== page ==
UCLA football has not been in a position this good since the day the Bruins stepped on the airplane for Miami in 1998.
All the Bruins need to do is beat Stanford on Friday and Oregon in the Pac-12 championship game and they will be in strong position to get a spot in the four-team College Football Playoff to determine the national title.
Of course, all the Bruins needed to do was tackle Miami’s Edgerrin James once or twice and they would have been in the 1998 national championship game.
Coach Jim Mora had already hunkered down Sunday, abandoning his weekly conference call following the Bruins’ 38-20 victory over USC.
On Saturday, when asked about the possibility of reaching the playoff, Mora said, “If we can win Friday, we will have another shot to win the Pac-12 championship. I don’t talk about that other stuff. Our world’s got to end Friday, and it will.”
It’s hard for players not to look beyond Friday. UCLA was ninth in the CFP rankings last week and is expected move up at least one spot Tuesday.
Asked if the Bruins can see down the road, receiver Eldridge Massington said, “We saw that last week. We started seeing where we could go. We still have to go game-by-game, but it’s there.”
There are a couple of hurdles.
For starters, UCLA has lost six consecutive games to both Stanford and Oregon. As an added bonus, the Bruins have struggled in games played immediately after the emotional rivalry showdown with USC.
UCLA has a 1-5 record in games a week or less after the USC game. The Bruins lost those five games by an average of 17.5 points. While some of that is ancient history, the Bruins did lose such a game two years ago . . . to Stanford.
The Cardinal dominated UCLA, 35-17.
Another loss would mean goals not attained and would leave the Bruins short of the expectations being heaped on them by a newly repacked bandwagon.
“We developed a mind-set that we don’t care,” quarterback Brett Hundley said. “We don’t care about what’s being said. All we care about is Stanford. They’re next.”
The Bruins came by that mind-set the hard way. Back-to-back losses to Utah and Oregon in October took them off the playoff radar.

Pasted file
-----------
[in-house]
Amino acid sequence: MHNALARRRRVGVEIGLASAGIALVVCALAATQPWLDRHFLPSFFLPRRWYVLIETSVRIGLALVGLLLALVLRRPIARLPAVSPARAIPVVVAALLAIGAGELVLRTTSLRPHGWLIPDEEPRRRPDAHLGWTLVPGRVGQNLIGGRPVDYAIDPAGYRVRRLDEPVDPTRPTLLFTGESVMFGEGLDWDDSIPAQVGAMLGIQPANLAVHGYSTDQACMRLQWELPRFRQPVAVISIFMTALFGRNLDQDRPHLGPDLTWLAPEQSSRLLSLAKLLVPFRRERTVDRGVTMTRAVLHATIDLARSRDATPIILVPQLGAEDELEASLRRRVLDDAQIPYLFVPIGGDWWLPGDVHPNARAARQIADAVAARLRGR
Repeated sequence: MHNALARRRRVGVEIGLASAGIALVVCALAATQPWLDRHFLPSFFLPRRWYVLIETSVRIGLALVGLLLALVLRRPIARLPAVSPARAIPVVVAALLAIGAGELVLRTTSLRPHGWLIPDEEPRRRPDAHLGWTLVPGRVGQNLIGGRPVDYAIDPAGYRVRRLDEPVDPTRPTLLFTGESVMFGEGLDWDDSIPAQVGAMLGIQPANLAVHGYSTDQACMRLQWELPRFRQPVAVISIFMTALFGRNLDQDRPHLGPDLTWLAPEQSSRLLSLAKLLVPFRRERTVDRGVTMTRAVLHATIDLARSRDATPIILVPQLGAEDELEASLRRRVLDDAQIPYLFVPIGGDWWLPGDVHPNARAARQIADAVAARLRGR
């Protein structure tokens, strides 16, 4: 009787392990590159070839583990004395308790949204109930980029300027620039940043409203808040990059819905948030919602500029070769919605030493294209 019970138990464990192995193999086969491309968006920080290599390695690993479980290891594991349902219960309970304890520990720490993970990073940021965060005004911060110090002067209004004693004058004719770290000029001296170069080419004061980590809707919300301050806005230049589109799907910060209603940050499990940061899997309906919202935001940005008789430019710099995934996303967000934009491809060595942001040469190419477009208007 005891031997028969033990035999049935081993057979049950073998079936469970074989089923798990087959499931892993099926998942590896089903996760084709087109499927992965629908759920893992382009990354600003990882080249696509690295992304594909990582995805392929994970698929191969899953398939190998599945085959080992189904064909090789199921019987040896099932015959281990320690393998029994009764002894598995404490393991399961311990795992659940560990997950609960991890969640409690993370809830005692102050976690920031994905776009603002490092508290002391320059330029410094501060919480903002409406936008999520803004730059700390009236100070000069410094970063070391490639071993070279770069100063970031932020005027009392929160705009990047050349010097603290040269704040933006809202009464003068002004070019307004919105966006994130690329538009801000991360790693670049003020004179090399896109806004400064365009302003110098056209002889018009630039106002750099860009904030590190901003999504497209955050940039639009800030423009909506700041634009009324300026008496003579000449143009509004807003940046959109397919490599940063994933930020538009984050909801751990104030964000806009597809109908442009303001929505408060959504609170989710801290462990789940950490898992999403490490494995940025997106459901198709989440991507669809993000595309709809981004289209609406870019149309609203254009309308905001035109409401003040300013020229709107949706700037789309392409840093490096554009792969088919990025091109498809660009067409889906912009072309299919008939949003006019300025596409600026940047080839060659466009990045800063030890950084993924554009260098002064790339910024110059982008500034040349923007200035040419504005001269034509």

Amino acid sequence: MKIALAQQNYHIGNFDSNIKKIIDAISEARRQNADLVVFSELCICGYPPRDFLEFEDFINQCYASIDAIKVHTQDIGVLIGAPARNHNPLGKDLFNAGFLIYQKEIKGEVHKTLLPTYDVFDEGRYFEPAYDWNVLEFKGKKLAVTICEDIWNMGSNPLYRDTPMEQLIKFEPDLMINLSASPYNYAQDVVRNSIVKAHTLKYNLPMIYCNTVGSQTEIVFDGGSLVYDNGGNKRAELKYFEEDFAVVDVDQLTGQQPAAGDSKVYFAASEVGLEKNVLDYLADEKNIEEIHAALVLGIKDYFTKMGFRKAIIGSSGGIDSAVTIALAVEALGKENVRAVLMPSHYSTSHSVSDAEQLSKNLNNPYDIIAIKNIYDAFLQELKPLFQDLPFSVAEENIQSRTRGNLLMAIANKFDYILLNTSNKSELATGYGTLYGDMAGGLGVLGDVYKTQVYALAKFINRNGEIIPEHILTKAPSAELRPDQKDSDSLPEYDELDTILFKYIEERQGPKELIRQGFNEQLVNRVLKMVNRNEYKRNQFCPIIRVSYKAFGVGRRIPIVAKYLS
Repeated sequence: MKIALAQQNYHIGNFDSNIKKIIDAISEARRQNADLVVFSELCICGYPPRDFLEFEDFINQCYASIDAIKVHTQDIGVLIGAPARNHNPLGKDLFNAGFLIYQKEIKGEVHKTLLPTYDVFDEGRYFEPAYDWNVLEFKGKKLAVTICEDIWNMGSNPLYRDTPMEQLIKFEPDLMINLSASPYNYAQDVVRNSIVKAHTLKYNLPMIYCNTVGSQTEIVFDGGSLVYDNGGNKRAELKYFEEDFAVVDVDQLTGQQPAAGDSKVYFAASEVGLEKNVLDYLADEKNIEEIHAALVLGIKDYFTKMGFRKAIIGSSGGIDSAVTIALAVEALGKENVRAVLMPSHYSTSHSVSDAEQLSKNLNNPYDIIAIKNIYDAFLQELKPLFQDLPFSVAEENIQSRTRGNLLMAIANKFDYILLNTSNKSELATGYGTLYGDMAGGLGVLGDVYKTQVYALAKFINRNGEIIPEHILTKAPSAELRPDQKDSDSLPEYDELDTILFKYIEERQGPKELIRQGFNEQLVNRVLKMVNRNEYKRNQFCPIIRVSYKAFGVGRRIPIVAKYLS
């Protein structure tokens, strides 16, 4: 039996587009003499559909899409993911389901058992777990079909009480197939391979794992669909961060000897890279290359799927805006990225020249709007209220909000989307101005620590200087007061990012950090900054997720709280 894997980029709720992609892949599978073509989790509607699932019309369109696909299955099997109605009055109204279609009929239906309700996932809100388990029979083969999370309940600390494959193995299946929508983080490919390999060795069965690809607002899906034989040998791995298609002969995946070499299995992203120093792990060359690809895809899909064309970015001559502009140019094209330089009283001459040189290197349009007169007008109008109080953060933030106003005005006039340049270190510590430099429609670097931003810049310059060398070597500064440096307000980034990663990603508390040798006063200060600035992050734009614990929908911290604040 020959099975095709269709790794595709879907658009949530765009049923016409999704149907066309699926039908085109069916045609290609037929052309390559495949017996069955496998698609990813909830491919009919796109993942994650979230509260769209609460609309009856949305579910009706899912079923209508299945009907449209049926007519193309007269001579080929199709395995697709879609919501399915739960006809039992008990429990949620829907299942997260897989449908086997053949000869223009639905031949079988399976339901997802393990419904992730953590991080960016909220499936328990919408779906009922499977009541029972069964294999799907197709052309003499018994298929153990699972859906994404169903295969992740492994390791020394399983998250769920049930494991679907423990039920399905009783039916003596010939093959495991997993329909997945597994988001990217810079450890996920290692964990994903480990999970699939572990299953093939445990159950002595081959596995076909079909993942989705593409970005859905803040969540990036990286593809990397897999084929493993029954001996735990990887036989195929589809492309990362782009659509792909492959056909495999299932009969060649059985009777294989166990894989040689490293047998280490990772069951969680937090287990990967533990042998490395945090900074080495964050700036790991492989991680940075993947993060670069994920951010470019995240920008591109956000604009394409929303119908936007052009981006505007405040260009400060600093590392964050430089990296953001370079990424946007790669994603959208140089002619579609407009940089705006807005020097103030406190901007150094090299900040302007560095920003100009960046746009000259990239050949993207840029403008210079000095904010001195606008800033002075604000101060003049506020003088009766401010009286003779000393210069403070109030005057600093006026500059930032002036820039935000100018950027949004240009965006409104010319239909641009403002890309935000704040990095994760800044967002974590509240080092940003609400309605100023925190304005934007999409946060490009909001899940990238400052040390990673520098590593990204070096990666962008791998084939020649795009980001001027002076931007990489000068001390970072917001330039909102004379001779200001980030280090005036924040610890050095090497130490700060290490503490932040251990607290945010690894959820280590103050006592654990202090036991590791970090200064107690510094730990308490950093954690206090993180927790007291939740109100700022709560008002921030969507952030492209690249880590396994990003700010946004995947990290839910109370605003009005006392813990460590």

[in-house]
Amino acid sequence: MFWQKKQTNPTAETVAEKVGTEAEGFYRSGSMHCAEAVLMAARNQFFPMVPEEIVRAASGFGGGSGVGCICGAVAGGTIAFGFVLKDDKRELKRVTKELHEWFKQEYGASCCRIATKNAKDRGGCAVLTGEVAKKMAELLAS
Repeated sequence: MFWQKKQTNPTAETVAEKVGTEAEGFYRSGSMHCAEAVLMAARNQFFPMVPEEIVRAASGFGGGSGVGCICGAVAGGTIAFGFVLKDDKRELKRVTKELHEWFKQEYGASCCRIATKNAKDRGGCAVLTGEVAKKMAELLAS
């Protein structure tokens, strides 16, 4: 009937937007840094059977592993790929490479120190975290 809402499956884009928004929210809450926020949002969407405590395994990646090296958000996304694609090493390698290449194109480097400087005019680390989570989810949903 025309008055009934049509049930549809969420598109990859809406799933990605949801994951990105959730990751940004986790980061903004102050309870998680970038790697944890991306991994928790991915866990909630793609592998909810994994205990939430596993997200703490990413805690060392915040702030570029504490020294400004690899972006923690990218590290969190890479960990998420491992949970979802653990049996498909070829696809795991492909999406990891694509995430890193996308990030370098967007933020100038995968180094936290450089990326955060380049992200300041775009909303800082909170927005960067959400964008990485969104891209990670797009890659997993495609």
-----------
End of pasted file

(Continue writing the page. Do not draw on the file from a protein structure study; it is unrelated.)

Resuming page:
“Everyone wrote us off,” Massington said. “That’s why we can go out there and play the way we played [Saturday].”
Hundley said that after the two losses, “We dug deep. All we got is each other. We had to stick together.”
UCLA receiver Devin Lucien lost a touchdown against Washington on an offensive pass-interference call that replays indicated was unfounded.
His reward was a 10-yard touchdown reception against USC on Saturday.
“It felt great, but I wasn’t even thinking about the Washington catch,” Lucien said. “I was thinking, ‘Devin, you just scored a TD against USC.’ I was laughing to myself. It was a dream come true.”
More so because of his upbringing.
“When I was growing up, my family was on the SC side,” Lucien said. “To be on top is a really good feeling. You always see SC stuff around. Everyone is selling SC stuff. Everyone is talking SC. To get a third win over them and establish ourselves as a team to reckon with is a good thing.”
UCLA saved its best defensive performance for USC.
The Trojans were limited to 276 yards, a season low for the Bruins. UCLA had six sacks, a season high.
“The guys kept coming off the field and asking for calls,” defensive coordinator Jeff Ulbrich said. “They would say, ‘We can do this, go with that call.’”
Defensive end Owamagbe Odighizuwa said, “As the game progressed, we saw their weaknesses.”
Odighizuwa had two sacks. Eddie Vanderdoes, Deon Hollins, Ellis McCarthy and Takkarist McKinley each had one.
USC had allowed only 16 sacks entering the game.